8. Advocate Health Care Network:15 On August 4, 2016, OCR announced that Advocate Healthcare in Chicago, IL had agreed to settle a HIPAA enforcement matter for $5.5 million – the largest HIPAA settlement to date.16 This settlement came as a result of several breach reports made by Advocate Health Care Network and its subsidiaries in the fall of 2013. The conduct at issue involved the theft of four desktop computers and one laptop computer containing PHI of over 4 million patients and the potential unauthorized access of the computer system of one of Advocate’s business associates, with which Advocate failed to obtain a signed business associate agreement. Although Advocate had conducted a risk analysis, the corrective action plan required Advocate to conduct a more thorough risk analysis that incorporated all of the facilities it owns or leases.

In addition to the monetary penalties highlighted above, each entity except Lincare was required to enter into a corrective action plan (CAP) which frequently involved conducting a risk assessment or gap analysis of the entity’s current HIPAA Privacy and Security programs, strengthening policies and procedures, and complying with certain reporting requirements to the OCR.

Major Themes Revealed

Although each reported element of non-compliance outlined above serves as a “lesson learned” in itself, the following summarizes some of the major themes with which healthcare organizations - and healthcare attorneys advising their clients with respect to these issues - should familiarize themselves in 2016 and beyond.

1. Risk Assessments Still Crucial: In every matter cited in this article other than SEMC, the OCR cited organizations for their failure to conduct and document a thorough privacy and security risk assessment. In addition to being required by HIPAA,17 conducting a thorough risk assessment remains the single best place to start in developing a robust privacy and security program. The need for covered entities and their business associates to have completed a risk assessment will become even more crucial this year given the OCR’s launch of Phase 2 of its HIPAA audit program in early 2016.18 For those providers and attorneys unfamiliar with the basic framework of a risk analysis, the OCR offers many helpful tools on its website.19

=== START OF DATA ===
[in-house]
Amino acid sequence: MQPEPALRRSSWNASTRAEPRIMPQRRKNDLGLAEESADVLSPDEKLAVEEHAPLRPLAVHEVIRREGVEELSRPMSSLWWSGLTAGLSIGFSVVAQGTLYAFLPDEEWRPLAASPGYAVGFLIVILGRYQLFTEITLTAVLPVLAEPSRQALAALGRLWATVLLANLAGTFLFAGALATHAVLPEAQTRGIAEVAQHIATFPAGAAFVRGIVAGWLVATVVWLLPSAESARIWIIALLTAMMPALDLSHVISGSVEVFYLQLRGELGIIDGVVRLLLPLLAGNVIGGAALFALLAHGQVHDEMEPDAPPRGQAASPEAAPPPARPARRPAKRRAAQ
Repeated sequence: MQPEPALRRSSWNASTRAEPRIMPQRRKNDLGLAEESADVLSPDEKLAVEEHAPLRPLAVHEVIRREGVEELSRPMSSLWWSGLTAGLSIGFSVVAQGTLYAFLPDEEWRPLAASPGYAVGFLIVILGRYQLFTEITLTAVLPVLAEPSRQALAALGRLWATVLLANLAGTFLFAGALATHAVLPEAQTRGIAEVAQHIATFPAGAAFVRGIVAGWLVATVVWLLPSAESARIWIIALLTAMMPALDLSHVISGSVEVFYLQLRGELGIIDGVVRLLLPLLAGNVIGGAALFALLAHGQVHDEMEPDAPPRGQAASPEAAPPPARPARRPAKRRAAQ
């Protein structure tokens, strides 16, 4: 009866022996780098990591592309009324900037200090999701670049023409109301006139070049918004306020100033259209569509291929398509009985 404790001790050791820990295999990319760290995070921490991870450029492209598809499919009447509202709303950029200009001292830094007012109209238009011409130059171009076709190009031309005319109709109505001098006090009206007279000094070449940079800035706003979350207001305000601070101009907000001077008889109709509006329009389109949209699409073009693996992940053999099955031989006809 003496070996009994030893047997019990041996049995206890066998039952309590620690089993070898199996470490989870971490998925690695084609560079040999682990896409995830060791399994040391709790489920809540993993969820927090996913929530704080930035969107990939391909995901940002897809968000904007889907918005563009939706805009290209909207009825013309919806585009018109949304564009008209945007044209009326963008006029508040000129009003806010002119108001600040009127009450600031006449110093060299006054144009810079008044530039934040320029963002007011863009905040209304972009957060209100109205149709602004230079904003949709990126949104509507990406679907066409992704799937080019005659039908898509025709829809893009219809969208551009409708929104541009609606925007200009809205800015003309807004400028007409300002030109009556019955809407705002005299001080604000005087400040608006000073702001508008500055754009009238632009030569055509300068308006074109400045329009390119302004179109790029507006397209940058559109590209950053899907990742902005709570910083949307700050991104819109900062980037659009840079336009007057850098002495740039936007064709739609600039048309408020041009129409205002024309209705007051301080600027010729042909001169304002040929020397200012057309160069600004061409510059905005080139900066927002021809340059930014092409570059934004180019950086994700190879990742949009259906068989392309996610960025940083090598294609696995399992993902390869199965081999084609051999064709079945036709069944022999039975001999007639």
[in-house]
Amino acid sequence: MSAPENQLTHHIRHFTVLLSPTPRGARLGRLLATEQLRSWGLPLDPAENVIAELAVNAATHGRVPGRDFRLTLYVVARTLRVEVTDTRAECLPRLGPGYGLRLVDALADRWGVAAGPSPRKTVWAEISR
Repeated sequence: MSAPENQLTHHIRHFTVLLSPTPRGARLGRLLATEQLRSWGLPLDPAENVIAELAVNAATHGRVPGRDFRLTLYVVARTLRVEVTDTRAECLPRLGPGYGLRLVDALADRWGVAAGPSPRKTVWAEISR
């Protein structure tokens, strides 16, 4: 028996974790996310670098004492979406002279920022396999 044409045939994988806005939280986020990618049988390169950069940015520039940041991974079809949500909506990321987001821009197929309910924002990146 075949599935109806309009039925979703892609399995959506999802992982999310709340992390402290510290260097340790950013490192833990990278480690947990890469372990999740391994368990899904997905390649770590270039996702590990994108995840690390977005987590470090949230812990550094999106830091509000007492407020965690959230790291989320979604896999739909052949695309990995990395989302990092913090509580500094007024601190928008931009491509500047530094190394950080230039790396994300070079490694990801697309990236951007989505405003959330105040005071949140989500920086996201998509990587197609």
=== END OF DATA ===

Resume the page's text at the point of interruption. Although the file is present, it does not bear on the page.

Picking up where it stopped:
2. Enterprise Risk Management: In the wake of the industry consolidation that has been seen as a result of the Patient Protection and Affordable Care Act, healthcare organizations face challenges in designing HIPAA Privacy and Security regimes that are robust enough to account for a variety of provider types.  Moreover, more often than not, Health IT compatibility/interoperability is only a secondary consideration in provider transactions. Given the increased scrutiny on HIPAA compliance, thorough pre-transaction due diligence should be completed and may serve as a roadmap for integrating the new provider into the enterprise’s overall HIPAA compliance strategy. Moreover, risk assessments must be broad enough to include new sites and software systems that are incorporated into the provider’s overall structure.

3. Small Organizations Still in Jeopardy: In keeping with a lesson learned from 2014,20 the 2015 enforcement action against CPP instructs that even the smallest healthcare organizations are at risk for being found non-compliant by the OCR and facing stiff fines. Although the security measures may not need to be as robust at small organizations as at large organizations,21 all entities, regardless of size, must evaluate and document what level of privacy and security policies and procedures are appropriate for its organization.

4. Timely Response Essential: In addition to the problems caused by breaches themselves, recent settlements indicate that the OCR renewed its focus on entities that failed to respond timely to breaches and potential breaches, as evidenced in the CCR settlement and the Lincare decision. The OCR sited lack of timely investigation, reporting, and follow-up as an aggravating factor that led to increased fines and the need to implement corrective action plans.